Closing Date: November 1, 2022
This Research Opportunity will be filled depending on the availability of funds. All application materials must be submitted through USAJobs by 11:59 pm, US Eastern Standard Time, on the closing date.
Please communicate with individual Research Advisor(s) on the right to discuss project ideas and answer specific questions about the Research Opportunity.
How to Apply
Geologic sequestration of CO2 (GCS) into subsurface reservoirs can play an important role in limiting future emission of CO2 into the atmosphere (e.g., Benson and Cole, 2008). For GCS to become a viable option to reduce greenhouse gas emissions, large-volume injection of super-critical CO2 into deep sedimentary formations is required. However, hazards associated with injection of CO2 into deep formations require evaluation before widespread sequestration can be adopted safely (Zoback and Gorelick, 2012). One of these hazards is the potential to induce seismicity on pre-existing faults or fractures. If these faults or fractures are large and critically stressed, seismic events can occur with magnitudes large enough to pose a hazard to surface infrastructure and, possibly more critical, the seal integrity of the cap rock.
Forecasting seismicity rates and seismic hazard has become a viable tool for regulators and operators in assessing the potential impact of underground injection, mainly in the oil and gas realm. These tools are based on hydromechanical formulations that relate fluid injection to seismicity rate using rate-and-state formulations of failure in the basement rock (e.g., Norbeck and Rubinstein, 2018). The same methods can be employed in geologic carbon sequestration (GCS) settings to first order with little change in the underlying physics. Additionally, the extension from seismicity rate to standard seismic hazards computations is identical for the GCS settings (Rubinstein et al., 2021).
The noted change in forecasting seismic hazard in GCS settings from oil and gas settings is that not only are potentially damaging ground motions at the surface a concern, but the integrity of the sealing layer also is a major implementation concern as sequestered CO2 may escape the injection formation and eventually make its way into the atmosphere. Small magnitude seismicity near sealing layers can impose significant stresses that have the potential to lead to loss of sealing capacity on the sealing layer itself. Therefore, the development of peak stress criteria within the sealing layers, akin to peak ground motion models for surface damage, would mark a substantial improvement in the extension of seismic hazard forecasting in GCS.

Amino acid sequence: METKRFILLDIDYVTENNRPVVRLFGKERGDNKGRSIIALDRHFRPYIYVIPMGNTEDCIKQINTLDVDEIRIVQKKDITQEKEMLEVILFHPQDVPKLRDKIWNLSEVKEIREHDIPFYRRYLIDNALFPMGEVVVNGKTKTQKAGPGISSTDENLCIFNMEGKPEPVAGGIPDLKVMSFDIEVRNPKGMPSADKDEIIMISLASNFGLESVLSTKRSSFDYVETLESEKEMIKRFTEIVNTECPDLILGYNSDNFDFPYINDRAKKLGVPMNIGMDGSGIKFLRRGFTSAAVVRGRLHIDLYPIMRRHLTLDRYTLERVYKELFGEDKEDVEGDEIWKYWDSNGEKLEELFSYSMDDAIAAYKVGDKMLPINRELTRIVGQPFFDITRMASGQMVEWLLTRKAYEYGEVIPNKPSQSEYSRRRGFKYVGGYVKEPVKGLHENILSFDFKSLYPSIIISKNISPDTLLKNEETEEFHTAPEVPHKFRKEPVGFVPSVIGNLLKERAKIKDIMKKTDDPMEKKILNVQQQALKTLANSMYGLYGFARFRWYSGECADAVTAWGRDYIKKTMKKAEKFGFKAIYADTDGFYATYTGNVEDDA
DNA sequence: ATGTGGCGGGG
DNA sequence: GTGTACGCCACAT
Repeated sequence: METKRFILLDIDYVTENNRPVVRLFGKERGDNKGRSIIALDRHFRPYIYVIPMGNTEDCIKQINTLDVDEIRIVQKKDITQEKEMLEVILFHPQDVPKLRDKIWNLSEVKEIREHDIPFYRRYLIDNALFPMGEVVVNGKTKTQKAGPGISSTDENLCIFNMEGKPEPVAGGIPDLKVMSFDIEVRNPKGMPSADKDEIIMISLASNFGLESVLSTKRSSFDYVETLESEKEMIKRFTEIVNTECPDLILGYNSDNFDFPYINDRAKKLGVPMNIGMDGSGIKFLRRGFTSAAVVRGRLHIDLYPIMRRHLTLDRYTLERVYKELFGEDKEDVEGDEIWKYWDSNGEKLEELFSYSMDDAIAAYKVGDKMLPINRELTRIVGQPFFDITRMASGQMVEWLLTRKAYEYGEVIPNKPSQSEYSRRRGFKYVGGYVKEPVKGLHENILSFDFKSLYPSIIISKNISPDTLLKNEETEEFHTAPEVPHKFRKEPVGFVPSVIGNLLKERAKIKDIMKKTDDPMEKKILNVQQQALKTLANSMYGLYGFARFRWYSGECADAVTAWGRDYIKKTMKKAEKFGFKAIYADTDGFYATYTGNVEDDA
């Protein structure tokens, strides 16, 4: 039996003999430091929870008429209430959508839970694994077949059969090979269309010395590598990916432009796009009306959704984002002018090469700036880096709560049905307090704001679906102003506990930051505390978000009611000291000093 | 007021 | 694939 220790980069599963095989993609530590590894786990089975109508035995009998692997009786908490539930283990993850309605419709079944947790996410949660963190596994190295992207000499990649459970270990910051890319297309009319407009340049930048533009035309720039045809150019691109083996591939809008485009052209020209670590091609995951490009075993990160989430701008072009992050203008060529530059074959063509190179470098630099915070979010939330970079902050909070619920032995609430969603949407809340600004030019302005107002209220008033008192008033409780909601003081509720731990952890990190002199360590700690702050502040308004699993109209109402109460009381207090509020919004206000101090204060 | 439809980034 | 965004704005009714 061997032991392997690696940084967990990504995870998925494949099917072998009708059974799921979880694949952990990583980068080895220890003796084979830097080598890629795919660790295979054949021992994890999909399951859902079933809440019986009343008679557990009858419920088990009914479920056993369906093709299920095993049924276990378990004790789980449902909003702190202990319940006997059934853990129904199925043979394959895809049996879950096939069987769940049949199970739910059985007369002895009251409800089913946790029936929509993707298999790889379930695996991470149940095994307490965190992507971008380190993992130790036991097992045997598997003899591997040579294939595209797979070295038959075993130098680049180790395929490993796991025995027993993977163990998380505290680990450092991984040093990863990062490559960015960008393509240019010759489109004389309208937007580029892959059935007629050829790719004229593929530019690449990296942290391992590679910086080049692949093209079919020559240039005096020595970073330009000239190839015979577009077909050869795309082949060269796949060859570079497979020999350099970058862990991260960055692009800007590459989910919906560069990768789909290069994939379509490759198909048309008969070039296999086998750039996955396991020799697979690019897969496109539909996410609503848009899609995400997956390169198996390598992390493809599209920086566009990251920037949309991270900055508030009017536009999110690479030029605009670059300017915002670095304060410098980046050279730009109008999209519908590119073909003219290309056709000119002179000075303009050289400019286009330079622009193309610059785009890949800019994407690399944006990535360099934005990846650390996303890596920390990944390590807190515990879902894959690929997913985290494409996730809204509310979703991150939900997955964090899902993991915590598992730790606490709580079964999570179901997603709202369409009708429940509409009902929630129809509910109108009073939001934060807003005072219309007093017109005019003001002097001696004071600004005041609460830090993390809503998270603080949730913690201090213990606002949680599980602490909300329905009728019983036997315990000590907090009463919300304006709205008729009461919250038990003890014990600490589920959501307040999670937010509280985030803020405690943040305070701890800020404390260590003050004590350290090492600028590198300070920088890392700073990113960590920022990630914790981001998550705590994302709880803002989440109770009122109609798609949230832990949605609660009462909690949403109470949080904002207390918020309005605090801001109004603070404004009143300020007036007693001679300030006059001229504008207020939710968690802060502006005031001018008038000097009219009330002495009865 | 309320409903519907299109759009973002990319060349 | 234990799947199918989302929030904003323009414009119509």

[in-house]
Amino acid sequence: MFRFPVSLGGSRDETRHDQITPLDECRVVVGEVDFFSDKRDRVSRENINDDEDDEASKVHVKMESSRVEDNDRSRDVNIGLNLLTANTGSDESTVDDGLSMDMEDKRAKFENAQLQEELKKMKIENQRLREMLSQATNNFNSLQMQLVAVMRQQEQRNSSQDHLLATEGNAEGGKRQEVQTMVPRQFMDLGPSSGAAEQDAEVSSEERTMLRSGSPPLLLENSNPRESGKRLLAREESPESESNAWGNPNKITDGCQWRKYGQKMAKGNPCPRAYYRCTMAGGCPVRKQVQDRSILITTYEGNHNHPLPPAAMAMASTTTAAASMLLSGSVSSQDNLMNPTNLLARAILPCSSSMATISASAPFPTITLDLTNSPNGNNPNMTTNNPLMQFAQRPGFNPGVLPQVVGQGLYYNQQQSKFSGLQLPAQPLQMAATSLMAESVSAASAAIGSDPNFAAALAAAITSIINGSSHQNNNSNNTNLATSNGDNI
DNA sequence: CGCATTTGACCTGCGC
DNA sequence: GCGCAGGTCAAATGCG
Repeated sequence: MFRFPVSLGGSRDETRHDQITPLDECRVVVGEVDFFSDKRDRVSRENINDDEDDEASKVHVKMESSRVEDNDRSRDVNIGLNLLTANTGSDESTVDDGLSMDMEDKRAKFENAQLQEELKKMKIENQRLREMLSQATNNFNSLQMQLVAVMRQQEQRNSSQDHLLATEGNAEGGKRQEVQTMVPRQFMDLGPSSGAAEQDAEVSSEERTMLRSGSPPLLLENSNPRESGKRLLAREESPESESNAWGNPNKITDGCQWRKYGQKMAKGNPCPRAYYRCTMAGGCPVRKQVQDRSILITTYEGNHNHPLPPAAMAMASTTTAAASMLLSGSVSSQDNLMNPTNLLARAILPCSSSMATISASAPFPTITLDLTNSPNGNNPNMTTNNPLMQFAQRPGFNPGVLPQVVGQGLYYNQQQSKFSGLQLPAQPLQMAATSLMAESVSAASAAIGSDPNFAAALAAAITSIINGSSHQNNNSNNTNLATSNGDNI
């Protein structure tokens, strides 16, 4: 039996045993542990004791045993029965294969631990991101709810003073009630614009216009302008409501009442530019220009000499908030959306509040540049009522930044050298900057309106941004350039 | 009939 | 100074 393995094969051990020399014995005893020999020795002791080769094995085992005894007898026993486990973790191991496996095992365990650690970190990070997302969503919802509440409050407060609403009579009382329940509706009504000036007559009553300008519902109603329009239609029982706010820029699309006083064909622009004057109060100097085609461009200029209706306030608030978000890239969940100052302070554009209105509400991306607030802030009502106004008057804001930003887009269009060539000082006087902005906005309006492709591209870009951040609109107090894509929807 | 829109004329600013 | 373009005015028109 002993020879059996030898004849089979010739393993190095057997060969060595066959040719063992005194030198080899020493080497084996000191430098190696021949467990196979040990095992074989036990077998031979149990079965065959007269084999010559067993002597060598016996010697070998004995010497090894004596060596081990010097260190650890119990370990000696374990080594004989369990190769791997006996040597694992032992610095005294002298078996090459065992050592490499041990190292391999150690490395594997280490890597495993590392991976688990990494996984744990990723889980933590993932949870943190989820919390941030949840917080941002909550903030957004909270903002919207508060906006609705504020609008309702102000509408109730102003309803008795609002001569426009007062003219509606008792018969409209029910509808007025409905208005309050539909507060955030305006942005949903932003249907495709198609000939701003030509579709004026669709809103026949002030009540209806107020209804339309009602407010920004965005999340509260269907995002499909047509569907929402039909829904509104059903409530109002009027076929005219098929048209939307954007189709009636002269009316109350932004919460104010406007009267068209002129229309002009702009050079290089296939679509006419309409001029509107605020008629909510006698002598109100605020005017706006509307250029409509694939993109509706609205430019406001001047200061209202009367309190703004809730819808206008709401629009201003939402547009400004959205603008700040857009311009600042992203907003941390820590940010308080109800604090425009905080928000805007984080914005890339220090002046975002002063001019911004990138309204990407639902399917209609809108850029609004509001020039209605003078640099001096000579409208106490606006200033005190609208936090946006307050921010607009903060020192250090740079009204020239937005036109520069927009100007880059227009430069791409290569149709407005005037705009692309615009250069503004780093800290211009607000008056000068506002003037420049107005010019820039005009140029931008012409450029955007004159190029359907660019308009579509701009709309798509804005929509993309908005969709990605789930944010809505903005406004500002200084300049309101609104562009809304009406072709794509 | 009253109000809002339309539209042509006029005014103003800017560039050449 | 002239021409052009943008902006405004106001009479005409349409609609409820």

We seek a Mendenhall Postdoctoral Fellow to advance the capability of forecasting seismicity rate and seismic hazard due to GCS. This work may broadly encapsulate geomechanical modeling work, seismic hazard analyses, ground motion derivations specific to GCS settings, and statistical seismology. The work ideally is carried out using a combination of the aforementioned activities and would yield important contributions to the safe adoption of GCS.
A successful proposal would develop new approaches to understanding the:
relevant adaptation of subsurface pore pressure modeling for GCS including, for example, relative permeability and buoyancy effects;
modeling of peak stresses in sealing layers and defining metrics can be included in hazard analyses for likely scenarios of seismicity;
inclusion of GCS-specific modeling and ground motion metrics into seismic hazard analyses.
The proposed work would apply and develop innovative tools and methods that can be translated into field- and basin-wide analyses of seismic hazard associated with GCS. The methods and tools would vastly improve existing models of seismic hazard forecasting in GCS.
Interested applicants are strongly encouraged to contact the Research Advisor(s) early in the application process to discuss project ideas.
Benson, S. and Cole, D.R. (2008) CO2 Sequestration in Deep Sedimentary Formations. Elements, 4, 325-331.https://dx.doi.org/10.2113/gselements.4.5.325
Norbeck,J. H., and Rubinstein, J. L. (2018) Hydromechanical earthquake nucleation model forecasts onset, peak, and falling rates of induced seismicity in Oklahoma and Kansas, Geophys. Res. Lett. 45, no.7, 2963–2975, doi:https://doi.org/10.1002/2017GL076562
Rubinstein, J.L., Barbour, A.J., and Norbeck, J.H. (2021) Forecasting Induced Earthquake Hazard Using a Hydromechanical Earthquake Nucleation Model. Seismological Research Letters,92 (4), 2206–2220, doi: https://doi.org/10.1785/0220200215
Zoback, M.D. and Gorelick, S.M. (2012) Earthquake triggering and large-scale geologic storage of carbon dioxide, Proc Natl Acad Sci USA 109, doi: https://doi.org/10.1073/pnas.1202473109
Proposed Duty Station(s): Moffett Field, California; Pasadena, California; Seattle, Washington
Areas of PhD: Seismology, geology, geophysics, geomechanics, civil engineering, petroleum engineering, material sciences or related fields (candidates holding a Ph.D. in other disciplines, but with extensive knowledge and skills relevant to the Research Opportunity may be considered).
Qualifications: Applicants must meet one of the following qualifications: Research Geologist, Research Geophysicist, Research Hydrologist, Research Petroleum Engineer, Research Physicist, Research Geodesist, Research Engineer, Research Environmental Engineer.
(This type of research is performed by those who have backgrounds for the occupations stated above. However, other titles may be applicable depending on the applicant's background, education, and research proposal. The final classification of the position will be made by the Human Resources specialist.)
Human Resources Office Contact: Paj Shua Cha, 650-439-2455, email@example.com